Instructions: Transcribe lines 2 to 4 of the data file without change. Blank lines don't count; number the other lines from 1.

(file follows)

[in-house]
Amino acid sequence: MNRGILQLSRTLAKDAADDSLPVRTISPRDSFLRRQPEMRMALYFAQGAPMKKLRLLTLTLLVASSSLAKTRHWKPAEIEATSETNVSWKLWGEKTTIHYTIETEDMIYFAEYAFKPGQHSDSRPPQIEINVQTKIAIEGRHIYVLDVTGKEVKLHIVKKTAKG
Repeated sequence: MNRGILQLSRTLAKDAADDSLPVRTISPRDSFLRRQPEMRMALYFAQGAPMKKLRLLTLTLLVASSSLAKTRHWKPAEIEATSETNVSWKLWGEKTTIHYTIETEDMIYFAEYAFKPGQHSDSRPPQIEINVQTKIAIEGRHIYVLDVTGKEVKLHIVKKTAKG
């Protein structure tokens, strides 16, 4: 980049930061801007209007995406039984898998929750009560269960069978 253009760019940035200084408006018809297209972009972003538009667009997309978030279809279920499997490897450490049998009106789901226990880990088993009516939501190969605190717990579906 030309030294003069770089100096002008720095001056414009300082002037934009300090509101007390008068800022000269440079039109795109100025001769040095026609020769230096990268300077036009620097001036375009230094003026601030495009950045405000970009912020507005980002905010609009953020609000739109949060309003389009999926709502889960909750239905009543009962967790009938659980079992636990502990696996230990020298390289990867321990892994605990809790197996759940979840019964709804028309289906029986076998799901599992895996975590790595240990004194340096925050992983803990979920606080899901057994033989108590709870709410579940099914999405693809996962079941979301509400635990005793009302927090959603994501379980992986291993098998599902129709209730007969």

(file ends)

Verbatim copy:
Amino acid sequence: MNRGILQLSRTLAKDAADDSLPVRTISPRDSFLRRQPEMRMALYFAQGAPMKKLRLLTLTLLVASSSLAKTRHWKPAEIEATSETNVSWKLWGEKTTIHYTIETEDMIYFAEYAFKPGQHSDSRPPQIEINVQTKIAIEGRHIYVLDVTGKEVKLHIVKKTAKG
Repeated sequence: MNRGILQLSRTLAKDAADDSLPVRTISPRDSFLRRQPEMRMALYFAQGAPMKKLRLLTLTLLVASSSLAKTRHWKPAEIEATSETNVSWKLWGEKTTIHYTIETEDMIYFAEYAFKPGQHSDSRPPQIEINVQTKIAIEGRHIYVLDVTGKEVKLHIVKKTAKG
């Protein structure tokens, strides 16, 4: 980049930061801007209007995406039984898998929750009560269960069978 253009760019940035200084408006018809297209972009972003538009667009997309978030279809279920499997490897450490049998009106789901226990880990088993009516939501190969605190717990579906 030309030294003069770089100096002008720095001056414009300082002037934009300090509101007390008068800022000269440079039109795109100025001769040095026609020769230096990268300077036009620097001036375009230094003026601030495009950045405000970009912020507005980002905010609009953020609000739109949060309003389009999926709502889960909750239905009543009962967790009938659980079992636990502990696996230990020298390289990867321990892994605990809790197996759940979840019964709804028309289906029986076998799901599992895996975590790595240990004194340096925050992983803990979920606080899901057994033989108590709870709410579940099914999405693809996962079941979301509400635990005793009302927090959603994501379980992986291993098998599902129709209730007969």